Luther, apparently (according to documentation in the exhibit, at any rate), didn't know this at the time of the 95 theses. So here we have a great thinker acting in good faith but also being terribly naive, for the "wickedness" and "ignorance" he was condemning in his writings was far, far cleverer and insidious than he could've possibly imagined. And see, how it is the story of humanity, that the powerful take advantage of the uneducated sheep (the people who fearfully buy indulgences in this case) and use the educated, the naive, but educated (like Luther and his monks) as pawns to suit their purposes?
The ordinary citizen needs to learn to see, where what is sold to him as "humanitarian", or "the war for peace", or "making the world safe for democracy", or "final solutions", or "getting rid of evil" or any other of such blathering nonsense is actually going. Remember what I said about why critical thinking skills are important?
Anyway, moving on. This exhibit did a good job, too, about showing the not so good aspects of Luther's work and character. Luther did many very good remarkable things, but he was a man, and did many terrible things also. Take, for instance, the peasant revolts of 1525. Luther sides with the princes, results in Münzer's (German pastor and peasant rebel leader) decapitation, in spite of seeming to support them at the beginning. Or take his anti-Turk and anti-semite pamphlets of 1538, where among other things he said that their mosques, synagogues, and schools should be burned and that their houses should be crushed and destroyed as well, and which, wasting no time, were even used as inspirations for the well documented World War II disasters, and which even prompted, in 1983, an apology from the Luther World Federation (text transcription from exhibit quote):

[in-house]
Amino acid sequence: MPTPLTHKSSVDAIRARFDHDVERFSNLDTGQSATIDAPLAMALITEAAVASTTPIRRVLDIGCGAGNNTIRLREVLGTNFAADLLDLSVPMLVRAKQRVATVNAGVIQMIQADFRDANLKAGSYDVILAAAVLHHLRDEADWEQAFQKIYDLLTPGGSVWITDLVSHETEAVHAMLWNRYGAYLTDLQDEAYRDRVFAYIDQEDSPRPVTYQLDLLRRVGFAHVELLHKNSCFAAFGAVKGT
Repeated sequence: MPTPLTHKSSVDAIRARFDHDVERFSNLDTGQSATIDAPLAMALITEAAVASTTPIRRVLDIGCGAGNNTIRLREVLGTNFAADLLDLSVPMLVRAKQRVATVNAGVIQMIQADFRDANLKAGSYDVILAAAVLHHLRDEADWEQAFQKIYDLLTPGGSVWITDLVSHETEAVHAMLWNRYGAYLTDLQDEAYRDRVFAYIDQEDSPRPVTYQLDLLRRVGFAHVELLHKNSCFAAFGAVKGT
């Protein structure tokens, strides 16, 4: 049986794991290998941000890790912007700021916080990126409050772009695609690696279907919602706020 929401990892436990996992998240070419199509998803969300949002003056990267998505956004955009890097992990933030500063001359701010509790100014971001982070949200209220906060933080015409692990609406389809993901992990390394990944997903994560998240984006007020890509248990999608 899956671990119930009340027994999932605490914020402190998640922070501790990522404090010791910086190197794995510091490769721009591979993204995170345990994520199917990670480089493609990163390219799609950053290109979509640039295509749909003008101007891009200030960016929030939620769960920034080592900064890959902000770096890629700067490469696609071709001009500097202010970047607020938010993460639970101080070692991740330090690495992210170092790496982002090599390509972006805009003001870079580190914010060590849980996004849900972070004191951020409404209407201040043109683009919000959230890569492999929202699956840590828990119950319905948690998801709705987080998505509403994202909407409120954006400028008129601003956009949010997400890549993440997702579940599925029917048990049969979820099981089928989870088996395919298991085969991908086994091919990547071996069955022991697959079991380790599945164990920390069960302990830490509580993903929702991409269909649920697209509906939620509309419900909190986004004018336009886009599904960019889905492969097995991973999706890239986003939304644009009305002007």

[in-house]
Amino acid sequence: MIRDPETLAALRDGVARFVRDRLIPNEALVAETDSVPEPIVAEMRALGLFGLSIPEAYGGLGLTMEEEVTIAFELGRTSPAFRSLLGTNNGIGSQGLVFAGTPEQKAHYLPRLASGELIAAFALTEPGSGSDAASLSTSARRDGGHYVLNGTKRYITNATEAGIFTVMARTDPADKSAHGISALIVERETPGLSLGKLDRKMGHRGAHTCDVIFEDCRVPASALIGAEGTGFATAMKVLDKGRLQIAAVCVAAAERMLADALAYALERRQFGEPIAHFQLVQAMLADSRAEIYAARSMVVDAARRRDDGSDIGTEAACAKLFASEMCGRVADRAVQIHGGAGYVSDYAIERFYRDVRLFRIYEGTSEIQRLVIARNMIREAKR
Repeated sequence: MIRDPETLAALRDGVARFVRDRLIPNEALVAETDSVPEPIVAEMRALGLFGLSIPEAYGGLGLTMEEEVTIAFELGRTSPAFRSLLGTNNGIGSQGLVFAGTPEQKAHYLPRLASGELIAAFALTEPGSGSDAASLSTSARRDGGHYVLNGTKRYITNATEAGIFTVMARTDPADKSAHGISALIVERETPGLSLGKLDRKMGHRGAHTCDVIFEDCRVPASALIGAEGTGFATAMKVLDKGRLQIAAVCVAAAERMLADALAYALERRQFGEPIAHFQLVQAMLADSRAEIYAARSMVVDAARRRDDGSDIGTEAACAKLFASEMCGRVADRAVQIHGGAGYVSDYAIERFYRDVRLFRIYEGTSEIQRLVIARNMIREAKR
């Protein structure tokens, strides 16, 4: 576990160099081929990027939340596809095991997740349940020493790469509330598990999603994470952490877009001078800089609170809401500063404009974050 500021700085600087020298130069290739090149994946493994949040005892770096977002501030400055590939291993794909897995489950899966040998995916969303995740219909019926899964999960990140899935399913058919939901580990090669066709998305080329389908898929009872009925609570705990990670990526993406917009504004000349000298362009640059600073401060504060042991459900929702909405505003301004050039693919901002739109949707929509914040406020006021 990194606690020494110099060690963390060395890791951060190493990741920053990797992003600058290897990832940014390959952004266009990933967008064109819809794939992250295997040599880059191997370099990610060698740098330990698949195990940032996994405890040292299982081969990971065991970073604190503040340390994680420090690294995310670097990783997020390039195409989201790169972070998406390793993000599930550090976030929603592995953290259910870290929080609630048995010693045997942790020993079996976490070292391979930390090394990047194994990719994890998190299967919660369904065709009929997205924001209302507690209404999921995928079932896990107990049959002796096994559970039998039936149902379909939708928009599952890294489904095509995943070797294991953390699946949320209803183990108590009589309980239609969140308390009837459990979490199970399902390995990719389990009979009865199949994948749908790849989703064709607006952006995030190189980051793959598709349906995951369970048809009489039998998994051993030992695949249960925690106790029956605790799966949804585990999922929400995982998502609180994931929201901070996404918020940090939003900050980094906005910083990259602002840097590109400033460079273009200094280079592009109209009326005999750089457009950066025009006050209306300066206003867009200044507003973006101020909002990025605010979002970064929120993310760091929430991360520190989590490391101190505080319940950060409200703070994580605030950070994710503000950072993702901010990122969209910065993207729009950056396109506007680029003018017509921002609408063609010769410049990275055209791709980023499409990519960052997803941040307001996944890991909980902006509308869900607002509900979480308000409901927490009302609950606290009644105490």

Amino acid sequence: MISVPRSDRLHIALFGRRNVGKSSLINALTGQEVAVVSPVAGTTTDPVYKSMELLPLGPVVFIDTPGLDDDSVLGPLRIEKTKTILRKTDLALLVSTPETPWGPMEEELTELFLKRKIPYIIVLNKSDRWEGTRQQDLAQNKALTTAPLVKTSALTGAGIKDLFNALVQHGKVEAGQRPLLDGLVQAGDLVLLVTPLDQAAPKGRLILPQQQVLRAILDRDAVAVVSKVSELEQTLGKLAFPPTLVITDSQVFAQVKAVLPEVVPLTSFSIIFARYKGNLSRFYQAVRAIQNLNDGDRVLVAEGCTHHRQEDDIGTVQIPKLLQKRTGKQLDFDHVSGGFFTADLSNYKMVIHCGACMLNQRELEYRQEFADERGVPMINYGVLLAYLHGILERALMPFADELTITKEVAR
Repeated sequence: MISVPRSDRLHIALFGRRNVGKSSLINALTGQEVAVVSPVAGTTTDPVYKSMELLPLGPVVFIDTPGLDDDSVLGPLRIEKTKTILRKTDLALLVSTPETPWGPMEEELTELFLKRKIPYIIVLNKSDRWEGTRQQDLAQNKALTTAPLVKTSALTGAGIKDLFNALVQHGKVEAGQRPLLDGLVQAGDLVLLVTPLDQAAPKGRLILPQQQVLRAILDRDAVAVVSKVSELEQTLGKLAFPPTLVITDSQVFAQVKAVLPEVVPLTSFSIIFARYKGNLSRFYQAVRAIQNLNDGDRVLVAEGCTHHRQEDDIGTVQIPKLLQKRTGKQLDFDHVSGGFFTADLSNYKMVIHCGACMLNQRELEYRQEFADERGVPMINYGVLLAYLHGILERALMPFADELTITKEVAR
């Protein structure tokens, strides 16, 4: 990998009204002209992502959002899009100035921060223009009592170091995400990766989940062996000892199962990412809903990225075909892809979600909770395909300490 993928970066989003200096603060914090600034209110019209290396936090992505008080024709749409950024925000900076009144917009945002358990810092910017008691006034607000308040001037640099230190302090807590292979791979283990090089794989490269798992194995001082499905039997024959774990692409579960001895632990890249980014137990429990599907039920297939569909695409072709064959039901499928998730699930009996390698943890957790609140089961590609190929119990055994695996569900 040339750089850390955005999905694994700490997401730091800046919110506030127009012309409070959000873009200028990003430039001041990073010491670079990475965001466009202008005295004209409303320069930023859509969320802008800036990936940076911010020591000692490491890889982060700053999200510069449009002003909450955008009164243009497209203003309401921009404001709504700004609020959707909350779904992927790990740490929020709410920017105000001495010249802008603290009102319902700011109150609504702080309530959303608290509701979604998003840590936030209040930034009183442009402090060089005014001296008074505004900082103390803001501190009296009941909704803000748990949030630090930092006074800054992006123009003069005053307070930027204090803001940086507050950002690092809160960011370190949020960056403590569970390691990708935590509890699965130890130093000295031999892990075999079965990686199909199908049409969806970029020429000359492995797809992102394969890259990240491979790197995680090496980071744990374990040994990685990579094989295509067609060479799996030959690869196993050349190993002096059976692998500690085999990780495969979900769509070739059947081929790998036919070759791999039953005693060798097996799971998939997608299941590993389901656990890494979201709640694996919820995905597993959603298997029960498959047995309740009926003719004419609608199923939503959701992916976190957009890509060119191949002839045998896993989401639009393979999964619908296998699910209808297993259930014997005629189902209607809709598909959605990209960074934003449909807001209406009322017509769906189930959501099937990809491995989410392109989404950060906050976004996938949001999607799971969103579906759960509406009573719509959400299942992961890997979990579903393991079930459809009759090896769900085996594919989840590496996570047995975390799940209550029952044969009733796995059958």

"We neither approve nor excuse...the awful anti-semitic writings of the Reformer...we find with great regret that Luther's name had to be brought in during the Nazi period to justify anti-semitism, and that his writings are suited for such abuse."
But not just the Nazis, then the GDR. According to the exhibit, while in West Germany the Luther celebrations were uncertain and with some embarasment, in East Germany Luther was touted as a "bourgeois revolutionary" in view of his role in the peasant revolts (I assume while he apparently supported them, nevermind that he did not support them when they turned exciting later) and the reformation, so he's a hero according to Soviet thought.
The perils of being famous/changing the world: your message, inevitably, will be bastardized and prostituted to suit the aims of the ruling classes.
No doubt, though, that a good chunk of Luther's writings should be a worthwhile, edifying/insightful read.
Still, in 1982, Gerhard Ebeling (Protestant theologician) said:
"Measured against this [Luther's understanding of freedom in his biblical theology], today's enthusiasm for Luther is suspected of ignorance concerning the strangeness of Luther."
Interesting parting words to the exhibit, they kept me company for the rest of the day.
Oh, the picture at the top of the post? A Wittenberg High School (the Martin-Luther Gymnasium), designed by architect Friedensreich Hundertwasser. He's like a way much, much cooler Gaudi. Wished he had designed some of the buildings at MIT. A dorm by him would've been nice. :)